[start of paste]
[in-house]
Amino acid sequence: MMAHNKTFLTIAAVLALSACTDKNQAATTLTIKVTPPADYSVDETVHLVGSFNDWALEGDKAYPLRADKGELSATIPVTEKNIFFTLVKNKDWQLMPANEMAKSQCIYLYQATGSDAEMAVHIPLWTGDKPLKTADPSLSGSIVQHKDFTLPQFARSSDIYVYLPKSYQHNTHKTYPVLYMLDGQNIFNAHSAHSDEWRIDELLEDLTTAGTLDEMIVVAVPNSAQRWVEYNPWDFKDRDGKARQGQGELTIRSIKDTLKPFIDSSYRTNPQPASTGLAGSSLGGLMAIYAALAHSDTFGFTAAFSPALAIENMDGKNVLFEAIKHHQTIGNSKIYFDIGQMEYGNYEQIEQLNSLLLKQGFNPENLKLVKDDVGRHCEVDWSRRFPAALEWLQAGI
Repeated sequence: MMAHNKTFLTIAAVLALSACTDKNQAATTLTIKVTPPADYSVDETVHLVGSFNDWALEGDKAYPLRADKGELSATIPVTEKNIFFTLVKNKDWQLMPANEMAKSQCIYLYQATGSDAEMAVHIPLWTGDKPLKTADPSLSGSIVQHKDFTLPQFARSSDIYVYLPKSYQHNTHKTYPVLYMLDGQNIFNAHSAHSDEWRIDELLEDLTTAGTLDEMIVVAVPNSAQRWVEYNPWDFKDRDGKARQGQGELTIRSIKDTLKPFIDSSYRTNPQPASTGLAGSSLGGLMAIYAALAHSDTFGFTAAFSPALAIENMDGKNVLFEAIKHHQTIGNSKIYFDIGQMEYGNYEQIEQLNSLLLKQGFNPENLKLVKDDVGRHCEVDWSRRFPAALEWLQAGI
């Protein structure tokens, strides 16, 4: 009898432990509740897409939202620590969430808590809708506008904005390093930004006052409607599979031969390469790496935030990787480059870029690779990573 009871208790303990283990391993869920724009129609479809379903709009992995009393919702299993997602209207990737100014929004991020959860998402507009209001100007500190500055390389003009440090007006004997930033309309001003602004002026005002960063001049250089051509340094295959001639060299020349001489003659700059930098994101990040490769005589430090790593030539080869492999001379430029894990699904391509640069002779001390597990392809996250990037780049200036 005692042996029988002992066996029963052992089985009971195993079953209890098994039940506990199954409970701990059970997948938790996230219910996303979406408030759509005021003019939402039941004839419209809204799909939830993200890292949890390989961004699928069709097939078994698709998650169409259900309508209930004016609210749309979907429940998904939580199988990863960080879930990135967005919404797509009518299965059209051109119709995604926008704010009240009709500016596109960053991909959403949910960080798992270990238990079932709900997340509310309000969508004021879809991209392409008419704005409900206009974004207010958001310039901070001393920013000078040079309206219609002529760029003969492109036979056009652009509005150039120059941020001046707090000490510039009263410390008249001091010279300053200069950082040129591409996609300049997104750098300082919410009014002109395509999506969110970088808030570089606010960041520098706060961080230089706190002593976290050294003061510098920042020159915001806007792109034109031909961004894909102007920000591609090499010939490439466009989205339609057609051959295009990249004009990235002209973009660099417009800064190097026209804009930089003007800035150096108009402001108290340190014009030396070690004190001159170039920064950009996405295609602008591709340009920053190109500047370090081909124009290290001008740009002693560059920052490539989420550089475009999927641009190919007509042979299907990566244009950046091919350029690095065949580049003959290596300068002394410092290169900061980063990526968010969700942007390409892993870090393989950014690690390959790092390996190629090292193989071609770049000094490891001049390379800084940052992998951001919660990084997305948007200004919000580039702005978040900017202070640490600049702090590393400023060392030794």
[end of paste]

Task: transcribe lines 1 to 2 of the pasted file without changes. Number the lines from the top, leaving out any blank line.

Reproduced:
[in-house]
Amino acid sequence: MMAHNKTFLTIAAVLALSACTDKNQAATTLTIKVTPPADYSVDETVHLVGSFNDWALEGDKAYPLRADKGELSATIPVTEKNIFFTLVKNKDWQLMPANEMAKSQCIYLYQATGSDAEMAVHIPLWTGDKPLKTADPSLSGSIVQHKDFTLPQFARSSDIYVYLPKSYQHNTHKTYPVLYMLDGQNIFNAHSAHSDEWRIDELLEDLTTAGTLDEMIVVAVPNSAQRWVEYNPWDFKDRDGKARQGQGELTIRSIKDTLKPFIDSSYRTNPQPASTGLAGSSLGGLMAIYAALAHSDTFGFTAAFSPALAIENMDGKNVLFEAIKHHQTIGNSKIYFDIGQMEYGNYEQIEQLNSLLLKQGFNPENLKLVKDDVGRHCEVDWSRRFPAALEWLQAGI